Moonroof, Sunroof, Panoramic Roof, Skylight, Fold-a-Vent, Vista Panel, Flip-open Air-lid, Hole-o-Matic, Ceiling-B-Gone, whatever you want to call the big gap above your head, it’s a sure-fire invitation for water to get all intimate with the inner cavities of your car’s roof, meaning rust from the inside out, stained and saggy headlining and interior lighting that goes all disco-frenetic.
These disappearing roof sections have taken a dive in popularity over recent years; people see climate control as an alternative to letting the outside in. To me, though, nothing compares to a good old fashioned sunroof. Comment below to join me in worshipping at the altar of the tilt ‘n slide roof orifice.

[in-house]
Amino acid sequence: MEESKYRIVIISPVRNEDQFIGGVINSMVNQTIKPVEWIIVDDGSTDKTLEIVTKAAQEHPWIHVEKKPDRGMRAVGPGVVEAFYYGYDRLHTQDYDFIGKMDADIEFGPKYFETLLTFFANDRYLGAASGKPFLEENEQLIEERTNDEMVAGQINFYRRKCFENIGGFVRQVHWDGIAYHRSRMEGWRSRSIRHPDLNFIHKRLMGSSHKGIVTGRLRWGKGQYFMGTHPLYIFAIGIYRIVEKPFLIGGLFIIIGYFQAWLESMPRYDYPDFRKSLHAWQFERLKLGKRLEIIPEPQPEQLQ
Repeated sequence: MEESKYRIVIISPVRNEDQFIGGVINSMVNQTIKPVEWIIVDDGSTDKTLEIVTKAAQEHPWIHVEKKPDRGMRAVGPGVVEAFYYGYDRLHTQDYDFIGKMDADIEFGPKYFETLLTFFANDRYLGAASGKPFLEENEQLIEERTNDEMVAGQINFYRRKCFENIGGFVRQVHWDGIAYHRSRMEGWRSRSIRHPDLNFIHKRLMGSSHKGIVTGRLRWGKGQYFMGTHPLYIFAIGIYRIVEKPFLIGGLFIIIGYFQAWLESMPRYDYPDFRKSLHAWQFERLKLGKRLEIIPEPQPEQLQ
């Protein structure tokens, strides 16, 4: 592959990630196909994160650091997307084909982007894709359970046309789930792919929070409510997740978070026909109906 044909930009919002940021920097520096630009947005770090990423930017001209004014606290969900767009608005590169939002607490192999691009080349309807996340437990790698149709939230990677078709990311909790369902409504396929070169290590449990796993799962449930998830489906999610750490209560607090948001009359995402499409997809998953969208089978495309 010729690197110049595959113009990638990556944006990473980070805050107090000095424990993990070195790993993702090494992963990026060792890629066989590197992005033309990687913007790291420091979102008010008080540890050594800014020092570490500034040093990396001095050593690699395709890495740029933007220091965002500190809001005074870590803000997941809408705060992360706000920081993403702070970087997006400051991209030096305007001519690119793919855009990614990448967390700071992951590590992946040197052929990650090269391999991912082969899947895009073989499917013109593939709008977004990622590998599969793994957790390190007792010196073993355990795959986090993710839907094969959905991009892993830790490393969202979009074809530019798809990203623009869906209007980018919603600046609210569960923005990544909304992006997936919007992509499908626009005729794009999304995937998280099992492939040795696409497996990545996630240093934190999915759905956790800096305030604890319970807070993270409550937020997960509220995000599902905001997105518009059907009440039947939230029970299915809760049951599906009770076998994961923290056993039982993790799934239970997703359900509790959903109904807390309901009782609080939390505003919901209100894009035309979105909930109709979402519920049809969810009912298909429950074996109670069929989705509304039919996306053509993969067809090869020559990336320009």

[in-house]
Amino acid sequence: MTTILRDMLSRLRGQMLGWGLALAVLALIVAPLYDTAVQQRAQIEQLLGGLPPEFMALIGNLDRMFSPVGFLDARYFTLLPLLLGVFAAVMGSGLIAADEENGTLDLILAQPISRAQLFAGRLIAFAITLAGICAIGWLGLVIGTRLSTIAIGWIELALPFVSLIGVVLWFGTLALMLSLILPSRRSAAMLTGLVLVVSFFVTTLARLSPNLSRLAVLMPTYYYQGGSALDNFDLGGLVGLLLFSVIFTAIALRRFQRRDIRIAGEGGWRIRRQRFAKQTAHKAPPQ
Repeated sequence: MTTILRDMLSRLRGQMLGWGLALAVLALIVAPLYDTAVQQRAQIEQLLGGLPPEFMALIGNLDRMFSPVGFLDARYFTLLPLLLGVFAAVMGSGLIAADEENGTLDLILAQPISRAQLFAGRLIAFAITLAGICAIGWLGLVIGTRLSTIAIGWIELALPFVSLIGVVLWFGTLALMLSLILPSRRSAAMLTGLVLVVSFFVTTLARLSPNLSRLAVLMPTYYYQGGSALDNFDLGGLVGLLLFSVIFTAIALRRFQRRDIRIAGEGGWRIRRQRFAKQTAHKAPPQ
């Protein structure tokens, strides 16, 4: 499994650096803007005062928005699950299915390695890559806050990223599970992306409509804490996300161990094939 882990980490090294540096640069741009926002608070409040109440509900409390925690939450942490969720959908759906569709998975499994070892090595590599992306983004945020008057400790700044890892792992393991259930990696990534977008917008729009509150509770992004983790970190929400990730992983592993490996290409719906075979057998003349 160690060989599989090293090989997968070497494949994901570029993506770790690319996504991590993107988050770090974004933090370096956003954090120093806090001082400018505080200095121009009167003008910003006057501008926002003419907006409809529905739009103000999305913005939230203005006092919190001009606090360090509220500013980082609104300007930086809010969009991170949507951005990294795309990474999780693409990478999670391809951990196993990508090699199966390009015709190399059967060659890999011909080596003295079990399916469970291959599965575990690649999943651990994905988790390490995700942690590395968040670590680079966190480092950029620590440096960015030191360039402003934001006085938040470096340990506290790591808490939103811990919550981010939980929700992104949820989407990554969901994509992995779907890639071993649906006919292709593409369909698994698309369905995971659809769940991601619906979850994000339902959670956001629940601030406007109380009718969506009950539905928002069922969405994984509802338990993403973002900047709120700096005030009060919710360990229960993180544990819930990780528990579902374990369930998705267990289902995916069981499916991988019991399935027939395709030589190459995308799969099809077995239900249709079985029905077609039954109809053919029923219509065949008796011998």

Returning from my grandmother’s house, where Project Audinary currently sits among bits of its own engine in a state of partial apocalypse, I drove my favourite local road. The evening sky was clear, there was a big moon and the heater was set all toasty. I wound my sunroof back (electrically, of course) and dropped my rear widows a smidge to counter buffeting. With the stereo off I could hear that Austin Rover KV6 song bouncing off the scenery.
The way my seat is set up my head sits just under the trailing edge of the sunroof. As I drive I can see the stars in my peripheral vision as if I’m driving some wonderful 825 convertible, and until I find myself drunk, in possession of an 825 coupé and a Sawzall, such a thing will never exist.
Furthermore, despite mine having been manufactured by an English firm in the late ’90s, thus far (touch wood) it hasn’t leaked or rusted.
So praise be the Moonroof. Or the Sunroof. Or whatever.
(Images, including the astonishing night-shot above, copyright Chris Haining / Hooniverse, 2015)